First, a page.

Want a great view of the city? Check out these soaring spots:

Top of the Rock—on the Rockefeller Center's observation deck on the 70th floor—is open every day of the year. John D. Rockefeller’s “city within a city” offers, at its apex, a panoramic view of the city from just east of Times Square.

The observation decks on the 86th and 102nd floors of the Empire State Building offer some of the best views in town. The most iconic building in the heart of the city opened in 1931 and was considered the tallest building in the world until the World Trade Center opened in 1972.

One World Observatory: "See Forever" from the tallest building in the entire Western Hemisphere, located near the southern tip of Manhattan. And you don’t want to miss the Sky Pod elevator experience that zooms you up there—it’s something special. Observation deck on the 102nd floor 

7.  Where to Shop in New York City

NYC doesn’t have malls, per se, but we do have great indoor shopping destinations where you can find the latest in fashion, technology and food:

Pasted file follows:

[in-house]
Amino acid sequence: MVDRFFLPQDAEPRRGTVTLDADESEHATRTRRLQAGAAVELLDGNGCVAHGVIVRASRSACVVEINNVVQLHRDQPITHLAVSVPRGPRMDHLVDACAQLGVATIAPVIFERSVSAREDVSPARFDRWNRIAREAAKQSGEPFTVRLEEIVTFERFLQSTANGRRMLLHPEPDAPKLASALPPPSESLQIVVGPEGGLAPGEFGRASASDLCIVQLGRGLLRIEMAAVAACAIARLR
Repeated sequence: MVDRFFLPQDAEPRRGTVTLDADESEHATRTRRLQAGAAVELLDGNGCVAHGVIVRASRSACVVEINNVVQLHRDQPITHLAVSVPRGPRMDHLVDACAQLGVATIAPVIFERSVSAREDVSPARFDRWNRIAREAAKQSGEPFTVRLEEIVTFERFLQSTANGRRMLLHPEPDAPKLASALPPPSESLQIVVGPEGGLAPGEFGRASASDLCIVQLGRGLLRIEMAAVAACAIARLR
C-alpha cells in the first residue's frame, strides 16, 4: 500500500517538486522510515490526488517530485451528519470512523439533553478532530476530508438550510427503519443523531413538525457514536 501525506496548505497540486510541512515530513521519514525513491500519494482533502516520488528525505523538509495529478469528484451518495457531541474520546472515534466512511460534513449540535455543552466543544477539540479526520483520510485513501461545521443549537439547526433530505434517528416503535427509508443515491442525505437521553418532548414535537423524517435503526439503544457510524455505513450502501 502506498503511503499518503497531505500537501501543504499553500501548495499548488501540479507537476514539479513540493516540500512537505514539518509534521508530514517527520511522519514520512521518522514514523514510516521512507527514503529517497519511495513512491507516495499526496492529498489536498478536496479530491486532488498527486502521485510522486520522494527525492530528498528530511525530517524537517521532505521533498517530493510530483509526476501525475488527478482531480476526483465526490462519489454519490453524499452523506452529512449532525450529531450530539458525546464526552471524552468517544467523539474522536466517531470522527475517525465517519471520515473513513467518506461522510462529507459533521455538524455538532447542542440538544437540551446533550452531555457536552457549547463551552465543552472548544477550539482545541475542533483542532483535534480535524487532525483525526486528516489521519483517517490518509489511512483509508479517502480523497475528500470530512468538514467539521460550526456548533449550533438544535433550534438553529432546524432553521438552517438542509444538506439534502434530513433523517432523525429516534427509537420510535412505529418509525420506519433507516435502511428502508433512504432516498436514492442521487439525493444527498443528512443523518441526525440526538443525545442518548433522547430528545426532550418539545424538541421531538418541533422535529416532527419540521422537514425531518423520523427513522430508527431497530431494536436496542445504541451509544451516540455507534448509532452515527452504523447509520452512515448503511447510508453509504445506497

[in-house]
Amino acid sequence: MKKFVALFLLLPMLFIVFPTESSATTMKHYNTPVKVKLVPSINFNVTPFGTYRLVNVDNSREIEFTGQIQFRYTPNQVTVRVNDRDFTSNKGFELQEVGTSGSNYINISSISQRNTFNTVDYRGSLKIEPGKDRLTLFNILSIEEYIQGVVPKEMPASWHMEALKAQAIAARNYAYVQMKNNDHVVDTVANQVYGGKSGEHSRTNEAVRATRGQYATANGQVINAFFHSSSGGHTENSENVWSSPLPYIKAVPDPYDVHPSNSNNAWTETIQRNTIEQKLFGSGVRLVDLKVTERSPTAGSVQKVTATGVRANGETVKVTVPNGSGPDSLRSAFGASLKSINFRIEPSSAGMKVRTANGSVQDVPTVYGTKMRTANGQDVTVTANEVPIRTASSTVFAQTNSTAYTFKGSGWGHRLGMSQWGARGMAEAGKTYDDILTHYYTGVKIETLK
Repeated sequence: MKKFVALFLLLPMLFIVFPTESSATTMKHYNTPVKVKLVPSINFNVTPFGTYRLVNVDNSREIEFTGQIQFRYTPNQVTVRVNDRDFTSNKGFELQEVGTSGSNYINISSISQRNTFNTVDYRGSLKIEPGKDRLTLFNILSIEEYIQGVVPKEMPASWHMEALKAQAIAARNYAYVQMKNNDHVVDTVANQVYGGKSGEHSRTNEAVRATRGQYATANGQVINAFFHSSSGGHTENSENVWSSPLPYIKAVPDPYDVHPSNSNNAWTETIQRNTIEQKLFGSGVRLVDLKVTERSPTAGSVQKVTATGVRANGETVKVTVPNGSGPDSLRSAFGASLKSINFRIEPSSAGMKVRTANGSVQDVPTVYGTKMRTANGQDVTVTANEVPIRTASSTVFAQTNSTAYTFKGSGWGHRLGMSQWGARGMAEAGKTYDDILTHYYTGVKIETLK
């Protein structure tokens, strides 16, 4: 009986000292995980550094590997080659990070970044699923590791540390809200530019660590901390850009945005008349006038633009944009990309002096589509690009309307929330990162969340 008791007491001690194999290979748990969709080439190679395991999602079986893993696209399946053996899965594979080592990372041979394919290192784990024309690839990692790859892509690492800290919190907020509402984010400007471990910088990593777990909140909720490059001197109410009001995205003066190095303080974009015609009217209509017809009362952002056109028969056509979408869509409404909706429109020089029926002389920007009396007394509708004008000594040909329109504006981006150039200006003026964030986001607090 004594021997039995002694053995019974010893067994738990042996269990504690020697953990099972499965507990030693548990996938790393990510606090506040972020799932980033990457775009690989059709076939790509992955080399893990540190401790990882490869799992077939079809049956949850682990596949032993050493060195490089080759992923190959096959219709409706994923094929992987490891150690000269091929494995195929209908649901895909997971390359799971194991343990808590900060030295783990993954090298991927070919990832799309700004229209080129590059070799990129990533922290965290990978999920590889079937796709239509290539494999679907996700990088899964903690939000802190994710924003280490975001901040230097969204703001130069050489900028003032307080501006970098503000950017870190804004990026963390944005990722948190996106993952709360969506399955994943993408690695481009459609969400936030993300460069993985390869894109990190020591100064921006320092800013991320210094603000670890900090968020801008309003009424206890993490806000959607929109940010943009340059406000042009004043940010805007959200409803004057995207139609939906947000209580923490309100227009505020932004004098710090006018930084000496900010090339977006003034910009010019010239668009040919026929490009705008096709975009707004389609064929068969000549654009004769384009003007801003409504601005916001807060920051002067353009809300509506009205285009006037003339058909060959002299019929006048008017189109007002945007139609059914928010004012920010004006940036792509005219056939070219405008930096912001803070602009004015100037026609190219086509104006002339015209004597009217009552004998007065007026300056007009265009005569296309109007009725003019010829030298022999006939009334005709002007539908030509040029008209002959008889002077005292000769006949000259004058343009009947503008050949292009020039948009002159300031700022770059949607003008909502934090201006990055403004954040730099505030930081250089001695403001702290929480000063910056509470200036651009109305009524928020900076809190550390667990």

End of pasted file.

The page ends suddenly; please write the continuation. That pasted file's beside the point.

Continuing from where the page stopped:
The Shops at Columbus Circle—on the southwest corner of Central Park—is an upscale retail establishment which, at various points, offers breathtaking views of Central Park and has everything you need from Cole Haan, Hugo Boss, Sephora, Williams-Sonoma, Whole Foods, Swarovski, Bouchon Bakery and even an exclusive lounge for MasterCard holders. Upscale dining destinations include Per Se and Landmarc.

Brookfield Place: High-end apparel shops include Burberry, Hermes, Saks Fifth Avenue and others. Among restaurants like Parm, Mighty Quinn's Barbeque and Umami Burger, there is a Starbucks Reserve Bar and an authentic French marketplace called Le District. Battery Park City along the Hudson River